Until all murders, physical attacks and death threats against journalists are resolved and sanctioned, November 2 will be a reminder of high prices paid by journalists who work in the interest of the citizens.
In recognition of the far-reaching consequences of impunity, especially of crimes against journalists, in 2013 the United Nations General Assembly proclaimed 2 November as the ‘International Day to End Impunity for Crimes against Journalists’.
Seven years on, the Western Balkans sees no real development into investigations of journalists that were murdered or targeted decades ago.
While in Bosnia and Herzegovina in the case of attempted murder of Vladimir Jovanovic, a person was convicted in court, in other countries of the region many cases remain unsolved. In Montenegro an accomplice has been convicted for the murder of Dusko Jovanovic (2004), but those who gave the order and organised it remain unknown. In the case of the shooting of Olivera Lakic, after initial information that the person who shot at Lakic had been identified in 2019, the authorities fell silent and no progress in investigation was made.
In Serbia murders of Radislava Vujasinovic (1994), and Milan Pantic (2001) are still in pre-investigative stages, while the Slavko Curuvija (1999) trial is nearing its end. Investigation into an assassination attempt on the late Dejan Anastasijevic in 2007 gave no results and the trial for arson attack on Milan Jovanovic (2018) is still ongoing.
Although in 2017 Kosovo’s Head-Prosecutor named a prosecutor-coordinator to follow the leads on the four cases of missing journalists and twelve cases of murdered ones, those have not been solved yet.
In North Macedonia the number of attacks against journalists compared to 2019 has triple folded (from 4 to 14) and more than half were against female journalist.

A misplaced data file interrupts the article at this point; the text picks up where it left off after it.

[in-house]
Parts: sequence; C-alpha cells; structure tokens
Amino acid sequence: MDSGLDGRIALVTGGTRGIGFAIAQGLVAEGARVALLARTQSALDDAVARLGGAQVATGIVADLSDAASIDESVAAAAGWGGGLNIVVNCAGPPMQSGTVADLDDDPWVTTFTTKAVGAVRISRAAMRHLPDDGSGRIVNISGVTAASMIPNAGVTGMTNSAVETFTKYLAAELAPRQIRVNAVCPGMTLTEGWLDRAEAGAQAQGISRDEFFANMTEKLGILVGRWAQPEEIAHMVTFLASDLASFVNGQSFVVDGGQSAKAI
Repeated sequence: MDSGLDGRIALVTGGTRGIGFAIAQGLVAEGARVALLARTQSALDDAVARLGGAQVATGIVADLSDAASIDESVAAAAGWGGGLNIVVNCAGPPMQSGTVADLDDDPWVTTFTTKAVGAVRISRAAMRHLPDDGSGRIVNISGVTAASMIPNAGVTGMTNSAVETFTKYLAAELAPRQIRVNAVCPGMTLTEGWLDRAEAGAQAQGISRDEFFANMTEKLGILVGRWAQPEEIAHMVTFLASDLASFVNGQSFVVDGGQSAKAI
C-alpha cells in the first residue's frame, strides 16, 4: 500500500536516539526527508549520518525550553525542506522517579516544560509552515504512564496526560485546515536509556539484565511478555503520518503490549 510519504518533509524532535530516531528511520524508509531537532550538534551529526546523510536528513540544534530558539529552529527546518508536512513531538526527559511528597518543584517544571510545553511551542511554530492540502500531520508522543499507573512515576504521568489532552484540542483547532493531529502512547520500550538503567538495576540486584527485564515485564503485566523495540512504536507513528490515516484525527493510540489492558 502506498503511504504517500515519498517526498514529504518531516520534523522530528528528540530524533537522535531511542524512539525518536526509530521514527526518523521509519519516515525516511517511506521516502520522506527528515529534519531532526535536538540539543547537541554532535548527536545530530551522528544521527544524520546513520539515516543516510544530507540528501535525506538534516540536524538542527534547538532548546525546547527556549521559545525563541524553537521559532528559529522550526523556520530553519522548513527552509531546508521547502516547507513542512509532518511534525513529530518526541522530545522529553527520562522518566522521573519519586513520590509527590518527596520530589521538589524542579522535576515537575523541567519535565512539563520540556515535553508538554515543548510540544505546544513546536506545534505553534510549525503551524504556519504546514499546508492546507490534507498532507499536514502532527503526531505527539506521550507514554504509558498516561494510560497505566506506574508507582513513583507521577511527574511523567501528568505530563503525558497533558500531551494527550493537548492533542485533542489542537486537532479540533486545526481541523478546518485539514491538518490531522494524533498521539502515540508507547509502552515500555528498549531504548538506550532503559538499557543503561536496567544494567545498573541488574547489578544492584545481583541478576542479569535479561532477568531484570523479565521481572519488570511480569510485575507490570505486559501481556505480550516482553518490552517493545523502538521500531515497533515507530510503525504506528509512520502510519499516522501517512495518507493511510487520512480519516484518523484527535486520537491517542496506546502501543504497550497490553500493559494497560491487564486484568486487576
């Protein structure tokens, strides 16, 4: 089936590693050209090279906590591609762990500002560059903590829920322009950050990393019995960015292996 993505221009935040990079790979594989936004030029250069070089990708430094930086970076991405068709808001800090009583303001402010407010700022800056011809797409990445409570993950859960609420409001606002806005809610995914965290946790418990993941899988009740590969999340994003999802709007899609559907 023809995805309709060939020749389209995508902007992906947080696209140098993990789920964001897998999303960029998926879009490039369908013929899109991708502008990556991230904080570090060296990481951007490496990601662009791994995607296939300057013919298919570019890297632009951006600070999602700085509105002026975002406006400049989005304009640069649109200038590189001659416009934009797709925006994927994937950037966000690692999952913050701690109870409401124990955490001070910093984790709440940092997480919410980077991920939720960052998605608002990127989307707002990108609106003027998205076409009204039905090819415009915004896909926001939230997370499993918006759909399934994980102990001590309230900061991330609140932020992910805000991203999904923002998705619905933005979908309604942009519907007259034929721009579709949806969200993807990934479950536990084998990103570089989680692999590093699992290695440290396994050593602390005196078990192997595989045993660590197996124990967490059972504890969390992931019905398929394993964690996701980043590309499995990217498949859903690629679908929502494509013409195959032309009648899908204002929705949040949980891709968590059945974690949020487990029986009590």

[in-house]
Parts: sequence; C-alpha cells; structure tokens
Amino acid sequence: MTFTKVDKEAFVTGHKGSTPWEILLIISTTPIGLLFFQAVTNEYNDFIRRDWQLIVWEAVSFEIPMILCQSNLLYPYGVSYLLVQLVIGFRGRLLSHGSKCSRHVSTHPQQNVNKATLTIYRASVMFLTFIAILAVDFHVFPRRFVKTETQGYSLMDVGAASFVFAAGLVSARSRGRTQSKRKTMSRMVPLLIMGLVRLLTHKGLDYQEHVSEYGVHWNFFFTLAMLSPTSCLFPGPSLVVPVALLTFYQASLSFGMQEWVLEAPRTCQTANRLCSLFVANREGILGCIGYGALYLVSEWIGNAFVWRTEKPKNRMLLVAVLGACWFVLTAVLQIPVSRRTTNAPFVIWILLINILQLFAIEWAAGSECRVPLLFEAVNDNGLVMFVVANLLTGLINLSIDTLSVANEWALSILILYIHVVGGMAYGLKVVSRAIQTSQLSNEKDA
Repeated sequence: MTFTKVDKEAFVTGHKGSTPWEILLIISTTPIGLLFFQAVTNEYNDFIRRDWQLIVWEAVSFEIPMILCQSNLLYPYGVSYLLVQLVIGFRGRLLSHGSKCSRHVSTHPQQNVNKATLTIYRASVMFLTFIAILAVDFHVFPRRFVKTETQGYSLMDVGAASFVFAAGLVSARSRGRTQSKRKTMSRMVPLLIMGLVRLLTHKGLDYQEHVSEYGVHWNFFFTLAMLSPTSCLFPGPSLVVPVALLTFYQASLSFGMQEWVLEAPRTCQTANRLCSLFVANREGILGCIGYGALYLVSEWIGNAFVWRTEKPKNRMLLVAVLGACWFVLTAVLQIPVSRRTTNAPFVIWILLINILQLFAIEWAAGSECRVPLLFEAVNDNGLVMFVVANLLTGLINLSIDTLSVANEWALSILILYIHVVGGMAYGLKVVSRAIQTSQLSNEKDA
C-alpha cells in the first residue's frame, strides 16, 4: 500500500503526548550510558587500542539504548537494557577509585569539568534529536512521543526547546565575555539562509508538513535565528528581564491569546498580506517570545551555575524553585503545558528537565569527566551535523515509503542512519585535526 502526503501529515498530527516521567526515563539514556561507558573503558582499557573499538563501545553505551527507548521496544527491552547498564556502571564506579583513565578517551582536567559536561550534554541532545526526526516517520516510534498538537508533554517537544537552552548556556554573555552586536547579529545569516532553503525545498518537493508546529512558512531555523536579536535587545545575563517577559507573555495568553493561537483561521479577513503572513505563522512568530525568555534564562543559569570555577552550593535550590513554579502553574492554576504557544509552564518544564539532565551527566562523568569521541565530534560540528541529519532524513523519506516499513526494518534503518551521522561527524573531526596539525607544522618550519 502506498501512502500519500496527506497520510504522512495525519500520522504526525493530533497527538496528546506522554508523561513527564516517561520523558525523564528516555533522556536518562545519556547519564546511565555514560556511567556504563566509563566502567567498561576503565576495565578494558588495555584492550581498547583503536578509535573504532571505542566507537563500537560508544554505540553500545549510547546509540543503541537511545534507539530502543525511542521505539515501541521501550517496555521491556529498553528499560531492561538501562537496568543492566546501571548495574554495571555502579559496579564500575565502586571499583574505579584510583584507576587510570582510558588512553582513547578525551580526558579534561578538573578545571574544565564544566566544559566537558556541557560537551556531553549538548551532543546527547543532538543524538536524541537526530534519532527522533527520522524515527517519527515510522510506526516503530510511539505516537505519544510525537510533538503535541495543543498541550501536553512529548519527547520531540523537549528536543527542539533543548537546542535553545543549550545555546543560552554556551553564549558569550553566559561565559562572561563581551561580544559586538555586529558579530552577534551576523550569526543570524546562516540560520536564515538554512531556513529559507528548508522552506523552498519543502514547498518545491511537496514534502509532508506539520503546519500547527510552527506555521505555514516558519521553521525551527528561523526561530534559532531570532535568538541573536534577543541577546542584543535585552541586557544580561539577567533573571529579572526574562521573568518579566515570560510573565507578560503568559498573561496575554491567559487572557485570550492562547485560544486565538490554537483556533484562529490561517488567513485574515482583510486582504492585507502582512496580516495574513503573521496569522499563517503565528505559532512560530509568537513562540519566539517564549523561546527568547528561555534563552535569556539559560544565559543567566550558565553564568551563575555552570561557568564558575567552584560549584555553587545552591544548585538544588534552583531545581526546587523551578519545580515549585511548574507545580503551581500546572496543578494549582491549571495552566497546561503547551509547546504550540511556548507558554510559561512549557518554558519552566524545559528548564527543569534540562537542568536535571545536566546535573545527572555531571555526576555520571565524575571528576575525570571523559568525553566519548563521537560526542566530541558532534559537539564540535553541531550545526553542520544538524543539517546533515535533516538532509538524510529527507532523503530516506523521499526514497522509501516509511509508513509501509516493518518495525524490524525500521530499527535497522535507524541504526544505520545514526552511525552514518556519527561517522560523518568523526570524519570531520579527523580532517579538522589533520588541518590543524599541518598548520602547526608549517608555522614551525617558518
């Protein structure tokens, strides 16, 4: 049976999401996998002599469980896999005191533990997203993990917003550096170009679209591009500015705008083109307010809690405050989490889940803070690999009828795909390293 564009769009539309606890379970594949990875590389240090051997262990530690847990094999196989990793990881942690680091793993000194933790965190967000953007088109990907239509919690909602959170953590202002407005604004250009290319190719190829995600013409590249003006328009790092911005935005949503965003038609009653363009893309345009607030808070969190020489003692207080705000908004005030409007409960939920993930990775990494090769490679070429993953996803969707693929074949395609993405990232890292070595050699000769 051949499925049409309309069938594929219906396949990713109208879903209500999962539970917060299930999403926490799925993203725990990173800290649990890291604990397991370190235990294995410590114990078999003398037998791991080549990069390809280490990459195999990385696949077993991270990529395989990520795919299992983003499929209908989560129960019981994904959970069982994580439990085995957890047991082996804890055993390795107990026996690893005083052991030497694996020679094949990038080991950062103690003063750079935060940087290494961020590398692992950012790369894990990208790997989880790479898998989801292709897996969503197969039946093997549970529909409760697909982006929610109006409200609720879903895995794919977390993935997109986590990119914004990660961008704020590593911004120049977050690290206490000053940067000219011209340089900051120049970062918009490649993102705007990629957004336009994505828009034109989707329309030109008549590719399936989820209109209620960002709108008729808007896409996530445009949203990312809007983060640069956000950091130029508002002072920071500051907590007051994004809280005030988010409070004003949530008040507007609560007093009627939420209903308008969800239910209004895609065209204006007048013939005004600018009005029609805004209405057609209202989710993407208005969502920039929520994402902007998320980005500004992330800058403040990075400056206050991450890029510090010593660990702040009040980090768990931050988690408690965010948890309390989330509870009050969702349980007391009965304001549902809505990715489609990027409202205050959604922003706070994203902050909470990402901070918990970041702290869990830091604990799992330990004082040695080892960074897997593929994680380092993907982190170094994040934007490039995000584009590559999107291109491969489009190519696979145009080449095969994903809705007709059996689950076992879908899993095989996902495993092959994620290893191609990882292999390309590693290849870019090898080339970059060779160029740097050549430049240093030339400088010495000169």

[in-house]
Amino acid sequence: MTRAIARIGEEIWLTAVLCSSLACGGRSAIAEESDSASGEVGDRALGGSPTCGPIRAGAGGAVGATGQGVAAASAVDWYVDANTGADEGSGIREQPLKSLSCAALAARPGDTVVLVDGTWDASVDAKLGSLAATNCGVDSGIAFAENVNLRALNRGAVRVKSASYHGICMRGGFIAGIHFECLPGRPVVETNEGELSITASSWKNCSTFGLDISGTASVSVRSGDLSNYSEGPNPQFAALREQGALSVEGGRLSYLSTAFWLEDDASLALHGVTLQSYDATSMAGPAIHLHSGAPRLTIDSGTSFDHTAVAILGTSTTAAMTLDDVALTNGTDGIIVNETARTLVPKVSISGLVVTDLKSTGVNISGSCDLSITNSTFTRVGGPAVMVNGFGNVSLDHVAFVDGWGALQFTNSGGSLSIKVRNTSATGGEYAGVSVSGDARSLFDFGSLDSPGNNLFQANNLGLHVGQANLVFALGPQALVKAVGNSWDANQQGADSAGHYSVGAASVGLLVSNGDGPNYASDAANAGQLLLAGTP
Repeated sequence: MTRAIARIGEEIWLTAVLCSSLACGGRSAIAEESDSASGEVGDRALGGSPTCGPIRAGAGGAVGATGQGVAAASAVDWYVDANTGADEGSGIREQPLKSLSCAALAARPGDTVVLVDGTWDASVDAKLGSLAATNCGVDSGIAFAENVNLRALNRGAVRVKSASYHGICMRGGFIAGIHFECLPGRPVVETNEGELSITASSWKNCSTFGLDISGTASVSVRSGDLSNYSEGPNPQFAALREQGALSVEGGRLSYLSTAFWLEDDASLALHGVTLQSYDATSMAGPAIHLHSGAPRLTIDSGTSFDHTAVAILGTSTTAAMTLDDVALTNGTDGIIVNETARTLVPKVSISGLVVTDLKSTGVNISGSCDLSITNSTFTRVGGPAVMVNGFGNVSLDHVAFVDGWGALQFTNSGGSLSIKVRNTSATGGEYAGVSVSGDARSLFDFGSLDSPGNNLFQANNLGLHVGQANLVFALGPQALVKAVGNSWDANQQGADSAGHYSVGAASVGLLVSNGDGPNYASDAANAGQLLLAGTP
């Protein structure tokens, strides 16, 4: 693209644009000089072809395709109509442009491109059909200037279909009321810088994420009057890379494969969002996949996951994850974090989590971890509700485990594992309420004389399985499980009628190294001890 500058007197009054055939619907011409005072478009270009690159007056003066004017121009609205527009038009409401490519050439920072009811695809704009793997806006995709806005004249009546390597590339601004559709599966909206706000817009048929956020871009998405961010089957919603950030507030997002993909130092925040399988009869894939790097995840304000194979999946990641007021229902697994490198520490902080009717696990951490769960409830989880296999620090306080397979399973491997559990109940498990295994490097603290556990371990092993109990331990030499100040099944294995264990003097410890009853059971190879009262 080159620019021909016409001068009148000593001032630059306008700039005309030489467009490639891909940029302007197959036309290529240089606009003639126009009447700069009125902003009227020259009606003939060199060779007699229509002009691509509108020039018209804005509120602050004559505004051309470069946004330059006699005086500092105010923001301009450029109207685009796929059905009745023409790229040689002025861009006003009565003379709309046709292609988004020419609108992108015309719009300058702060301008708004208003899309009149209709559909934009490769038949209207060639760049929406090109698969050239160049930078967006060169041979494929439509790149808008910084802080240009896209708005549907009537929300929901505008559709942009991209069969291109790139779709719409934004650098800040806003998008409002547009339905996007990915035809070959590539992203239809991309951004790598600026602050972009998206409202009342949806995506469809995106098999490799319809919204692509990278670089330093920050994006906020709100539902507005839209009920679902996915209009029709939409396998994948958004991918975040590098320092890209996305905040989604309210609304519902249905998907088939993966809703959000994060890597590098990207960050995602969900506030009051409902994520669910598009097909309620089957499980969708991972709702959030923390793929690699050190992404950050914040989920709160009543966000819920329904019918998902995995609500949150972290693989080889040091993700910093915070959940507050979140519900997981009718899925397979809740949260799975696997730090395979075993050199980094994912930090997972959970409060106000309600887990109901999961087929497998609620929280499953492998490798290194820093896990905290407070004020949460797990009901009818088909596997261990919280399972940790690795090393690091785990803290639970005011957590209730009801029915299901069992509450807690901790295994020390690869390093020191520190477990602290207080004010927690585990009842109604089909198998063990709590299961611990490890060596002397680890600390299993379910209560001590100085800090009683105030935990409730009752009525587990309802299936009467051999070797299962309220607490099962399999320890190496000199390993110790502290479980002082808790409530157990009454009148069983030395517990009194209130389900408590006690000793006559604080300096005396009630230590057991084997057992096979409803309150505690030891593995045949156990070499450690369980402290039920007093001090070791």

The messages by the institutions are far from encouraging: since 2014 SafeJournalists Network recorded 774 incidents: 43 in Montenegro, 64 in Croatia, 72 in North Macedonia, 128 in Kosovo, 171 in Bosnia and Herzegovina and 296 in Serbia. Many of these cases still remain unresolved. Investigations into 14 attacks on 19 reporters and journalists by the police and citizens during the protests in Serbia, out of which 6 had to be hospitalised are slowly moving forward – one case is resolved and 9 cases are under prosecutor investigation.
SafeJournalists Network reminds the citizens of the region that journalists are at risk for delivering the information of public interest to them and urges them to stand up against it. The state institutions such as the public prosecutors and the police must take attacks on journalists seriously, investigate them and bring perpetrators to justice. By doing so they will confirm their dedication to freedom of media. Lingering, reluctance and refusal to raise charges ex officio, in combination with verbal attacks by high officials, smear campaigns in the media and different types of pressures, result in a hostile environment that further endangers journalists.
Each attack on journalists is an attack on public interest, democracy and rights of all citizens.
Skopje – Belgrade – Podgorica – Pristina – Sarajevo – Zagreb, 02.11.2020
Association of Journalists of Kosovo
Association of Journalists of Macedonia
BH Journalists Association
Croatian Journalists’ Association
Independent Journalists Association of Serbia
Trade Union of Media of Montenegro